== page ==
7. Omer Asik (Hou) 160,935
8. Rudy Gay (Mem) 140,864
9. Serge Ibaka (OKC) 134,172
10. Marc Gasol (Mem) 114,465

Backcourt:
1. Kobe Bryant (LAL) 1,177,456
2. Chris Paul (LAC) 651,893
3. Jeremy Lin (Hou) 605,624
4. James Harden (Hou) 337,585
5. Russell Westbrook (OKC) 268,558
6. Steve Nash (LAL) 202,274
7. Tony Parker (SA) 128,966
8. Ricky Rubio (Min) 112,352
9. Stephen Curry (GS) 97,761
10. Manu Ginobili (SA) 84,564

Report: Clippers take Chris Paul-to-Spurs rumor ‘very seriously’

Harry How/Getty Images
Leave a comment

Want to laugh off that Chris Paul-to-Spurs rumor?

The Clippers aren’t joining you.

Marc Stein of ESPN:

The Clippers should be concerned. Losing Paul would unravel their entire foundation, dropping them from the fringe of championship contention to out of the title picture completely. It could even help usher out Blake Griffin, who will also be an unrestricted free agent this summer. (To be fair, Paul leaving could also help convince Griffin to stay.)

About a month ago, the Clippers reportedly expected Paul to stay. They even reportedly struck a verbal agreement with him to re-sign before that. But they can’t officially sign him until July, and that leaves the door open for him to leave.

The Clippers should be heartened by their advantages – a prime market and a projected max offer of $205 million over five years.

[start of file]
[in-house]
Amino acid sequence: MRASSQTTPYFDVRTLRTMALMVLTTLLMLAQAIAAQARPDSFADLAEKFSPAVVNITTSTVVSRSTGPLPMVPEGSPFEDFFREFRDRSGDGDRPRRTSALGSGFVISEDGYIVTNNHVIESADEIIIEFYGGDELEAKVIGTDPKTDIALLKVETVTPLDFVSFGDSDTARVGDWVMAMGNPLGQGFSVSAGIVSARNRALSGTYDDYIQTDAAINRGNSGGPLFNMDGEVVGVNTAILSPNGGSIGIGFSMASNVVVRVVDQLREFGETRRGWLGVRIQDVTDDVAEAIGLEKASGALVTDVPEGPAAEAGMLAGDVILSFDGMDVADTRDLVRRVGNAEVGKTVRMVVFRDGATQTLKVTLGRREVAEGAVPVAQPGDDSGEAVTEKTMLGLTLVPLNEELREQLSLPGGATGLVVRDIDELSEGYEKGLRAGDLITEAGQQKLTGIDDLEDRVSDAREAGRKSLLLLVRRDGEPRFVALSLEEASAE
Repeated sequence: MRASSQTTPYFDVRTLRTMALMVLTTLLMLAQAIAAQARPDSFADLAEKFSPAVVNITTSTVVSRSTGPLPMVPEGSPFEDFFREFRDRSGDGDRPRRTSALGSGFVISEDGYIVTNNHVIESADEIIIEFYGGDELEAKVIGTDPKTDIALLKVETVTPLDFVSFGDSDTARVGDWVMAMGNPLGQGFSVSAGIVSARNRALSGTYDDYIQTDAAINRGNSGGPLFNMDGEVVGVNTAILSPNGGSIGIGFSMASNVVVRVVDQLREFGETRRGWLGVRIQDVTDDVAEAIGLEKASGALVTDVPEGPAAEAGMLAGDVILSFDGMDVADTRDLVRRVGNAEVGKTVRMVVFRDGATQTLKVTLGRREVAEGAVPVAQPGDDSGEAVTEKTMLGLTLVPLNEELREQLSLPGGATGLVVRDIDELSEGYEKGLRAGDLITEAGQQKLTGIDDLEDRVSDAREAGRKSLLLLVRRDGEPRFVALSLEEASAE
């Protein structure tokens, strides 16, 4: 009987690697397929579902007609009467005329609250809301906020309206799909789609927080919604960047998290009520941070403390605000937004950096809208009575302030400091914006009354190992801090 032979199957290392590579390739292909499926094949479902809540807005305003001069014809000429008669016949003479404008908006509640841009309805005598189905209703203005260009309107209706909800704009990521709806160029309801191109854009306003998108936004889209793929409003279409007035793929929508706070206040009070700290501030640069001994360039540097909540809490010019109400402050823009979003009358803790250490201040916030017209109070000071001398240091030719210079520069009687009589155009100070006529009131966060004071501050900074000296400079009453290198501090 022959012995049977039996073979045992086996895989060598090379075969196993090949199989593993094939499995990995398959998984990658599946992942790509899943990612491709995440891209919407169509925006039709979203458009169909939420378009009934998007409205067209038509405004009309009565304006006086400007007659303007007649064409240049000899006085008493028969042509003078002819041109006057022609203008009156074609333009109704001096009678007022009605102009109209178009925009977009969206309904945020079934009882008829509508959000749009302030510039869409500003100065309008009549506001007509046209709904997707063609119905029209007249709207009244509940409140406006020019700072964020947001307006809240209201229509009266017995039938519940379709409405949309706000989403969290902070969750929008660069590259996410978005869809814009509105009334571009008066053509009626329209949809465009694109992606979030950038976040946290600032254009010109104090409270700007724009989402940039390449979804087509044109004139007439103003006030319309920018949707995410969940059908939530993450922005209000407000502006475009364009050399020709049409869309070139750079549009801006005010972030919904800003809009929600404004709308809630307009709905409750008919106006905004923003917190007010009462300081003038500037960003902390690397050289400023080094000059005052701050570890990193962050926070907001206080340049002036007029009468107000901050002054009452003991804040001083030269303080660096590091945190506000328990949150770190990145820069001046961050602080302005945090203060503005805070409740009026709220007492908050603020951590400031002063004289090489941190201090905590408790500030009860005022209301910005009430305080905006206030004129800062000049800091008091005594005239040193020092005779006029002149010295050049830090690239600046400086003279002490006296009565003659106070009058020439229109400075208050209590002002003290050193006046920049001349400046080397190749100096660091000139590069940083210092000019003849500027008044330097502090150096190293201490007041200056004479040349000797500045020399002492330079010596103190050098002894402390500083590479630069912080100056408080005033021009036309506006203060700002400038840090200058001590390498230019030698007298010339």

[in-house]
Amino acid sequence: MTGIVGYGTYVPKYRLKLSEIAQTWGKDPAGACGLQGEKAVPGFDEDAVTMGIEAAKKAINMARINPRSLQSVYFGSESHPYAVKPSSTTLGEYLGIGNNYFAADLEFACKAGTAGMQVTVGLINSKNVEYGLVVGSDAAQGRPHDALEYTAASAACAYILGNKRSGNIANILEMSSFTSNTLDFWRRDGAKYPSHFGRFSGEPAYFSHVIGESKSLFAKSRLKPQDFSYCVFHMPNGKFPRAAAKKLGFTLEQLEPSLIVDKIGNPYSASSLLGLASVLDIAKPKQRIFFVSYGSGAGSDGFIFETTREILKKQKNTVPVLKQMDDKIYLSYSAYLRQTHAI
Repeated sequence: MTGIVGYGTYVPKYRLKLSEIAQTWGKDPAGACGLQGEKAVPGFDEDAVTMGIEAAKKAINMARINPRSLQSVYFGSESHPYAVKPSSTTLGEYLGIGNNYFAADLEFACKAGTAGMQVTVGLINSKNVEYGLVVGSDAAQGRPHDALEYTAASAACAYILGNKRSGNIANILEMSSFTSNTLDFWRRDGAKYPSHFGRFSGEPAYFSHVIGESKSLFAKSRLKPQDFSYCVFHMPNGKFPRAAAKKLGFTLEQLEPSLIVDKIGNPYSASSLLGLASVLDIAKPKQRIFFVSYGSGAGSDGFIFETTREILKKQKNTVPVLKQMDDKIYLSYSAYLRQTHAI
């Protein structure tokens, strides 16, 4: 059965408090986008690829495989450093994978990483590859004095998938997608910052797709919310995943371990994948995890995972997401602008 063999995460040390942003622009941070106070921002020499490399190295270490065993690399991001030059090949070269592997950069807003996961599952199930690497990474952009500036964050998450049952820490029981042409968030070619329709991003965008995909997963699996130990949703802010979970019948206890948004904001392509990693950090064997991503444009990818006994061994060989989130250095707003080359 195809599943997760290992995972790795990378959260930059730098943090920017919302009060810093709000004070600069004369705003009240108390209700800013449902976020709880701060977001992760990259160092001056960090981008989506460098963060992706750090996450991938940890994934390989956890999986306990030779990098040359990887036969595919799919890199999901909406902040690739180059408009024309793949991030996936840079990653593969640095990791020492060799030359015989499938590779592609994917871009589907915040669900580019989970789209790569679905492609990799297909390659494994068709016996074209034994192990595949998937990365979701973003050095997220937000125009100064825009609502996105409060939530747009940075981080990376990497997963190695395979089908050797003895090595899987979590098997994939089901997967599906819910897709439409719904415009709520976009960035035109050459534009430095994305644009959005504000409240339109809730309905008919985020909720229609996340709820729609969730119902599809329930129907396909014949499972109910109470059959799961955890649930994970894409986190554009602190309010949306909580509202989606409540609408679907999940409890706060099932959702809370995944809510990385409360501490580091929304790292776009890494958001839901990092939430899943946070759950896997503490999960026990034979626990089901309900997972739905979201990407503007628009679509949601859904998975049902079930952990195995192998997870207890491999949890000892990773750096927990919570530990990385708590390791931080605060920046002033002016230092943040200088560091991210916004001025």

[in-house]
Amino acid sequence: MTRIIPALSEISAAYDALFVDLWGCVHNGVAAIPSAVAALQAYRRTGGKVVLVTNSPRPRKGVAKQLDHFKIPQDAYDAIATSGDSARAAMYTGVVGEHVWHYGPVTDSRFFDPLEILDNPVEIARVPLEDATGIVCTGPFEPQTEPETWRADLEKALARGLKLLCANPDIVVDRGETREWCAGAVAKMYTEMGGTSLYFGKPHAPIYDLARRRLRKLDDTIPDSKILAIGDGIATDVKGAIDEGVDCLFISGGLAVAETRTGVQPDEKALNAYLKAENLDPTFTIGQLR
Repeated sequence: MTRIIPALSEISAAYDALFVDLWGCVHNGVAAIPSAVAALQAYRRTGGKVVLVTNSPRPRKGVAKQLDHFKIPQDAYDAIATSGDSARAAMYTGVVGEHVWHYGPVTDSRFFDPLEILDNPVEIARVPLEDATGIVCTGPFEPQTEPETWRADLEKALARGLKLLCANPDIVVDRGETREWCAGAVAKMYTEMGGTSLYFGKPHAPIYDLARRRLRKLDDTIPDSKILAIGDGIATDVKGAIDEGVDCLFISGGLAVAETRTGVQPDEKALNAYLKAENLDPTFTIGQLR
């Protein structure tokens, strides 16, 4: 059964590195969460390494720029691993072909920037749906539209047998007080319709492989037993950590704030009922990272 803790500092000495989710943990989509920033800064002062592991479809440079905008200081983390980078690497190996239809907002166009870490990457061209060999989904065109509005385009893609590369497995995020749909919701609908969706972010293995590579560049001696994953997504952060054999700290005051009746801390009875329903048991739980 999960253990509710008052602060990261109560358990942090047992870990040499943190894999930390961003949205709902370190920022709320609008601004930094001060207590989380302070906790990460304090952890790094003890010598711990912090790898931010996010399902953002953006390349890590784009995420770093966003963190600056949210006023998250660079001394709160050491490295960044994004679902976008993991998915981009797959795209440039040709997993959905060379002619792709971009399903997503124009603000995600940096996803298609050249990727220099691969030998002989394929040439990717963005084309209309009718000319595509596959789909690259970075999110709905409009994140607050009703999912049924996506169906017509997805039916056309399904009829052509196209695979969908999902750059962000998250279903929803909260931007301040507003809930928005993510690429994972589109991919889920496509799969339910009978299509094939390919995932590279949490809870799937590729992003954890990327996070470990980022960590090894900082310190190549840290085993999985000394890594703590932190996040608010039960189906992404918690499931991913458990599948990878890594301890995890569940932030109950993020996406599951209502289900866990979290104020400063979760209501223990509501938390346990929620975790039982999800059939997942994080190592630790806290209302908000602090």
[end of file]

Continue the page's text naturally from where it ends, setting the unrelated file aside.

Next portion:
The most another team projects to be able to offer is $152 million over four years, and San Antonio will have a hard time doing that. Even if they trim their roster to Kawhi Leonard, LaMarcus Aldridge, Pau Gasol, Danny Green and Tony Parker, the Spurs would still have to shed two of those players to clear max cap space.

So, never say never, but the Clippers’ concern might be rooted more in the dire consequences of Paul leaving rather than the likelihood of it.

Report: Raptors, Magic can’t trade with each other for a year

Clive Rose/Getty Images
2 Comments

The Magic will send the Raptors a 2018 second-round pick for hiring Jeff Weltman, who was Toronto’s general manager.

But that’s not the only consequence of hire.

Yahoo Sports:

The move invoked the NBA provision that Toronto and Orlando are not permitted to trade players with each other until the earlier of May 24, 2018, or the conclusion of the 2017-18 season for either organization, league sources told The Vertical’s Shams Charania.

The NBA made a similar ruling when the Clippers sent the Celtics a first-rounder to hire Doc Rivers, and I don’t like it now, either. It’s needlessly restrictive, preventing talent from flowing to the optimal locations.